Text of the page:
One of the reasons I like Scrivener is because everything is organised into a virtual binder. I can categorise and sub-categorise to my heart’s content and I can also search my files for key words. Recently, however, I’ve been experimenting with various database apps for creating a story bible too and the results so far have been promising (I’ll maybe post about that soon).

So if you’re thinking about starting a story bible for your own story (and I strongly recommend that you do), remember: make sure the information in your story bible is detailed; keep it relevant and keep it organised.

Do you keep a story bible? How do you organise yours? Do you prefer paper binders or do you work with an app on your phone, tablet or computer? Why not share your tips for keeping a story bible in the comments below?


Thanks for taking the time to read this post. If you enjoyed it, don’t forget to ‘like’ this post and also follow us so you never miss another post. You can also follow Penstricken on Twitter and like Penstricken on Facebook, if that’s what bibles your story.

ATTENTION AUTHORS:

I’m still looking to interview fiction authors here on Penstricken, especially new or indie authors. Whether it’s books, plays, comics or any other kind of fiction, if you’ve got something written, I want to hear about it. If you’re interested in having your work featured on Penstricken, be to sure to drop us an e-mail or message us on Facebook/Twitter/Pinterest.

You can check out our previous interviews here:

7 Useful Posts on Fiction and Writing

Some weeks you just can’t think of anything clever or interesting to blog about the internet is just teeming with so many useful blog posts about fiction and writing that I just have to share some of them with you.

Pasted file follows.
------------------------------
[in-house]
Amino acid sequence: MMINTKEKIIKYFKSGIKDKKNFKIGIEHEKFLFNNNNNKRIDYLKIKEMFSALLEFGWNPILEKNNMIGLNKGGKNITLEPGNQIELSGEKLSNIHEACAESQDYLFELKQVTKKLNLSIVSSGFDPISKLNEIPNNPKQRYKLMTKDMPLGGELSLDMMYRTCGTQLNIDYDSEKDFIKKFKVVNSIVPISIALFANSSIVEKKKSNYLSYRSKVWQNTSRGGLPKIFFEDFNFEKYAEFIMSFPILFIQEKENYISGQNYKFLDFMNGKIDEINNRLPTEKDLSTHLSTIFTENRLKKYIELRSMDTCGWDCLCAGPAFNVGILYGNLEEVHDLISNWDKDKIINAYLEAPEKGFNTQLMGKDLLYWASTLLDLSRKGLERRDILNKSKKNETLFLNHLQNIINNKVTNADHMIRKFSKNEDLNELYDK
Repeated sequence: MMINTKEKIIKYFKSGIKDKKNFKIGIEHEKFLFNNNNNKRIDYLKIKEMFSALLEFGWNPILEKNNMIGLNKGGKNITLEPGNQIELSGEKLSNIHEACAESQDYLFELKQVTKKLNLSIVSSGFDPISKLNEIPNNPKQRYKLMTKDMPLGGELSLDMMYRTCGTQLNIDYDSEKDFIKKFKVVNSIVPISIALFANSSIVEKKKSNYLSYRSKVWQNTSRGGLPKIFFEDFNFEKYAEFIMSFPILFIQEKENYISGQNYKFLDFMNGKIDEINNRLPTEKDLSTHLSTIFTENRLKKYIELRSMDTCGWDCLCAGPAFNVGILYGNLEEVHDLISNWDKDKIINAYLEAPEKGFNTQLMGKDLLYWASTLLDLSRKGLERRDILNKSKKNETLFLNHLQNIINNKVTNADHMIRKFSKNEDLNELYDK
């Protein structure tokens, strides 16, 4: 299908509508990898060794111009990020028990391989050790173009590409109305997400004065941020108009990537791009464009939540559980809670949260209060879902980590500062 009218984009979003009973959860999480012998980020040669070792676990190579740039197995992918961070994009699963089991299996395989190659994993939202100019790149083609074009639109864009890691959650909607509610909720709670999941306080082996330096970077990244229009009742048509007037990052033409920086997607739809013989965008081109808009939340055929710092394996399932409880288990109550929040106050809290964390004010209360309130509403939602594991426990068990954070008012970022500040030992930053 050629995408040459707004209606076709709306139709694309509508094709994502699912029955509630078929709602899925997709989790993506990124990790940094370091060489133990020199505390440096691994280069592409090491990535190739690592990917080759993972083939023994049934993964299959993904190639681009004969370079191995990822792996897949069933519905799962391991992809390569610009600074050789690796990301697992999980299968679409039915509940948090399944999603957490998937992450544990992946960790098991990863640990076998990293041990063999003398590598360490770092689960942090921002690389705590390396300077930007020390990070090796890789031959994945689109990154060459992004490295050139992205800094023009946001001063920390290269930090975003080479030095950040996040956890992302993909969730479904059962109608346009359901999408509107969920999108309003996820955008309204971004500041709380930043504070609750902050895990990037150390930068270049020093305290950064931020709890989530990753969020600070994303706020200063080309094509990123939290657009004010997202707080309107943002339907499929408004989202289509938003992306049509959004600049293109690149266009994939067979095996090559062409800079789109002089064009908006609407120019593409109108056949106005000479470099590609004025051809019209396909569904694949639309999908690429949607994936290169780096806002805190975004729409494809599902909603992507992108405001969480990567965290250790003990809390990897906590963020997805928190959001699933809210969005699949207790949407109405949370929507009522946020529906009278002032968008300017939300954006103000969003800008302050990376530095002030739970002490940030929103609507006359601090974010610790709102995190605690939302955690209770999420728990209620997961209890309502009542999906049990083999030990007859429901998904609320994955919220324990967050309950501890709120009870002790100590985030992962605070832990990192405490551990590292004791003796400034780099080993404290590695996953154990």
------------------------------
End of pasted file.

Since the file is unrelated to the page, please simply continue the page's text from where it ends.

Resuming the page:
Well, this has been one of those weeks, so it’s time for another exciting instalment of ‘Useful Posts on Fiction and Writing’ [2] [3] [4] [5] [6]. I have scoured WordPress for the last few days, searching out some of the most useful, entertaining or insightful posts on the subject of story writing and have compiled them here for your enjoyment.

And so, without further ado and in no particular order– here they are:

‘NaNo or Nah?’ by TGM.admin

‘How I Conquered Writer’s Block: A Return to Writing, Fiction, and Fun’ by Cococatani

‘Fast Fiction by Mason Hawker

‘Unlock the Muse – October 24, 2018’ by TAwrites

‘5 More Outlining Methods for Your Novel’ by Rachel Poli

‘Captain’s Log – Personal Update’ by Robin Sarty

‘#NaNoWriMo Prep: Setting Up Your Story Bible | #amwriting #NaNo2018’ by Kaye Dacus


Thanks for taking the time to read this post. If you’ve any more suggestions for good time-wasting websites, I’m sure there’s many a bored or frustrated writer out there would love to hear about it, so why not post some of your favourites in the comments below? And don’t forget to ‘like’ this post and follow us so you never miss another post. You can also follow Penstricken on Twitter and like Penstricken on Facebook, if that’s what roasts your pig.

ATTENTION AUTHORS:

I’m hoping to do author interviews here on Penstricken over the coming year, especially with new fiction authors. If you’re interested in having your work featured on Penstricken, be to sure to drop us an e-mail or message us on Facebook/Twitter.

You can check out our previous interviews here:
Sharleen Nelson, Author of The Time Tourists [2]